Spatial working memory
Early cognitive deficits in AD patients relate to episodic memory. However, in mice with AD pathology, impairments in spatial working memory are generally the first to be observed and they are also the best studied and modeled . The Y-maze, T-maze [26, 27], and Morris water maze , are commonly used for testing reference and spatial working memory in mice. Here, we used the Y-maze task, which has been validated by our group and others in TgCRND8 mice [24, 29, 30]. In comparison to the Morris water maze, the Y-maze is less stressful and requires minimal training, thereby minimizing potential confounds of stress hormones and the learning process on outcome measures [31–34].
Mice are inquisitive in nature , and those with intact working memory typically spend more time in the novel arm compared to the two familiar arms of the Y-maze . Here, the Y-maze paradigm consisted of a 10-min acquisition session in which naïve animals explored two arms (familiar arms 1 and 2) of the Y-maze with the third arm blocked, followed by 90 min of rest in a home cage. Animals were then returned to the Y-maze for a 5-min retention session with access to all three arms of the maze, including arm 3, which is referred to as the novel arm. The test was video-recorded (Logitech Webcam Pro 9000) and analyzed with the Videotrack Go system (Viewpoint Life Sciences) to measure the time spent in each arm. Time spent in the center between the three arms was not included in the analysis. Separate cohorts of mice were evaluated with the Y-maze task at 3, 4, and 5 months of age.
Immunohistochemistry for cell survival and differentiation
Mice were deeply anesthetized with a cocktail of 150 mg/kg ketamine and 10 mg/kg xylazine administered with an intraperitoneal injection. Animals were perfused transcardially with 0.9% saline followed by 4% paraformaldehyde (PFA). Brains were removed, post-fixed in 4% PFA for 24 h and equilibrated in 30% sucrose. They were sectioned coronally at 40μm using a sliding microtome and stored in cryoprotectant at –20°C.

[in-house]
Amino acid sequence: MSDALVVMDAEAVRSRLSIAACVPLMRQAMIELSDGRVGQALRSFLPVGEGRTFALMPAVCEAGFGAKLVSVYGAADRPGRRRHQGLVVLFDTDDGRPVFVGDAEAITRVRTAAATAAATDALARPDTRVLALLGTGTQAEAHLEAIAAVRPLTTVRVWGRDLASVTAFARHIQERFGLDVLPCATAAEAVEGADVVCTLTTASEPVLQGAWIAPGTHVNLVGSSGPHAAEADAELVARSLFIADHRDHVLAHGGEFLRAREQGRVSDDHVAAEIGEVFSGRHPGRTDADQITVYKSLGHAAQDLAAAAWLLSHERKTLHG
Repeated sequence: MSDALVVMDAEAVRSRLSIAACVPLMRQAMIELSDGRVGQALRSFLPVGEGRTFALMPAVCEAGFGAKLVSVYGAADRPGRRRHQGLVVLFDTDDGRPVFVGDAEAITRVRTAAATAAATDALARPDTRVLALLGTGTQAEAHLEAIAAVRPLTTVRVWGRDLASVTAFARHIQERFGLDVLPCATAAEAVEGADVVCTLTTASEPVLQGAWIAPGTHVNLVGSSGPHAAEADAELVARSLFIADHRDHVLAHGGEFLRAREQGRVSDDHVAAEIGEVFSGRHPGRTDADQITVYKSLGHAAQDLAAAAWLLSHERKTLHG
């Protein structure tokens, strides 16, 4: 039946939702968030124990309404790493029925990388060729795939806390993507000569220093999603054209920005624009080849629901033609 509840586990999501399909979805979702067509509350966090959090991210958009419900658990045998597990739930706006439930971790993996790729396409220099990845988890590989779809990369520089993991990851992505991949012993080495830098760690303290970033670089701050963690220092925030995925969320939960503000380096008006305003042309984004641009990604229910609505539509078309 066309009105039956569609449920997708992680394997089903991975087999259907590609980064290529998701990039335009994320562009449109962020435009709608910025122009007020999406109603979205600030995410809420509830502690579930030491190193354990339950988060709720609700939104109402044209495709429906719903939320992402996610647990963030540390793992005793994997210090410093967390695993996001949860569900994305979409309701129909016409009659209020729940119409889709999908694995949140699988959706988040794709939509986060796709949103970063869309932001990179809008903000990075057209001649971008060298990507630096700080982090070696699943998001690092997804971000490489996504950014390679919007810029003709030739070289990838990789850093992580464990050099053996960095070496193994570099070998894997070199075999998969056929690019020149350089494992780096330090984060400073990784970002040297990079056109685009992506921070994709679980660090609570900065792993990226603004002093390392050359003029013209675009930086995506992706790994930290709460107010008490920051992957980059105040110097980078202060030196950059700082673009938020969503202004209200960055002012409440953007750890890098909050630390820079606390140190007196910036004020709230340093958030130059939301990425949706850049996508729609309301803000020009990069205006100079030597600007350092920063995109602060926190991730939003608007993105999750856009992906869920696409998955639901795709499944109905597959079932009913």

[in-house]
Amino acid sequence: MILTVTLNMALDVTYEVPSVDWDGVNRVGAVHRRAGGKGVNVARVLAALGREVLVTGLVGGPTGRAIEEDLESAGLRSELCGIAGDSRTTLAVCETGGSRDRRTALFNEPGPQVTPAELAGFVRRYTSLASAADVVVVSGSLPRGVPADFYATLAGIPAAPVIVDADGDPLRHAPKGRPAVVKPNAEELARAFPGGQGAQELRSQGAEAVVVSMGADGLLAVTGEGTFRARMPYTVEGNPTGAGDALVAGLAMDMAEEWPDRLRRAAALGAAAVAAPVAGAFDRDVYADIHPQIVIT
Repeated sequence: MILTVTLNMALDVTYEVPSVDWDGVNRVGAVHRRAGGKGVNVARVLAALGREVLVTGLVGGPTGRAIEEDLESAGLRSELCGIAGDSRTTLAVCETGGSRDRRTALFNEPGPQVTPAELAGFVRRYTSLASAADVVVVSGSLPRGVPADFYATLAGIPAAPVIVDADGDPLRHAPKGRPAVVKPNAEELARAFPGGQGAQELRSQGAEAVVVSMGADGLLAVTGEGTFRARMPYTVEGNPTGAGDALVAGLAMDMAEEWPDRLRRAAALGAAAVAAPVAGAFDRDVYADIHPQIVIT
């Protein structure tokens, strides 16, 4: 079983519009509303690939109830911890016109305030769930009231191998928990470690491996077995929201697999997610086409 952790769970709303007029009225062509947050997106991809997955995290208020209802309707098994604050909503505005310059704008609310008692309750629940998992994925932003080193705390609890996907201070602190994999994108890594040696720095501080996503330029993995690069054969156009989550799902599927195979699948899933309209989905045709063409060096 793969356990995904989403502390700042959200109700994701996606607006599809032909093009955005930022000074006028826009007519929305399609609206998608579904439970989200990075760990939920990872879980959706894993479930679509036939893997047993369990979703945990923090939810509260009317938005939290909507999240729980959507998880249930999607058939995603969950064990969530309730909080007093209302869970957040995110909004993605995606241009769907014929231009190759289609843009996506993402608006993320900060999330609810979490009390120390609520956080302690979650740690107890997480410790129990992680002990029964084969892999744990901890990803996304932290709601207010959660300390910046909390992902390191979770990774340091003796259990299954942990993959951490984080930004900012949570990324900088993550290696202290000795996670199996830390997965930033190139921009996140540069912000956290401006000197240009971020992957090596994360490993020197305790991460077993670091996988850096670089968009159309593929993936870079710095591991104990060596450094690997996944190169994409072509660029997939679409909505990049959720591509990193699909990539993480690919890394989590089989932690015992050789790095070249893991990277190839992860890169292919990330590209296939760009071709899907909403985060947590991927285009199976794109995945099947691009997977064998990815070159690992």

To quantify the extent of neurogenesis, the number of cells immunopositive for BrdU and mature neuronal nuclei (NeuN) antigen were measured. Astrogenesis was quantified as the number of cells immunopositive for BrdU and glial fibrillary acidic protein (GFAP). Immature neurons were characterized as cells immunopositive for DCX.
For BrdU/NeuN/GFAP immunolabeling, sections were incubated in 2N HCl for 30 min at 37°C for antigen retrieval, and then neutralized in borate buffer (pH 8.5) for 10 min. After rinsing with PBS and blocking with 1.5% BSA, 2% donkey serum and 0.15% TritonX-100 for 1 h, sections were incubated with antibodies against GFAP (1 : 500, AbDSerotec, AHP1468), NeuN biotinylated (1 : 200, Chemicon, MAB377B) and BrdU (1 : 400, Serotec, OBT0030) overnight at 4°C. Sections were rinsed and incubated with secondary antibodies appropriate for the primary antibodies used, i.e., donkey-anti-goat IgG Cy5 (1 : 200, Jackson Immunolabs, 705-175-147) for GFAP, streptavidin Alexa Fluor 488 (1 : 200, Jackson Immunolabs, 016-540-084) for NeuN and donkey-anti-rat IgG Cy3 (1 : 200, Jackson Immunolabs, 712-165-153) for BrdU.
For DCX immunolabeling, sections were blocked with 10% donkey serum and 0.25% TritonX-100 for 1 h and incubated with anti-DCX antibody for 48 h at 4°C (1 : 200, Santa Cruz, sc-8066). Sections were washed and incubated with donkey anti-goat Cy3 secondary antibody (1 : 200, Jackson Immunolabs, 705-165-147).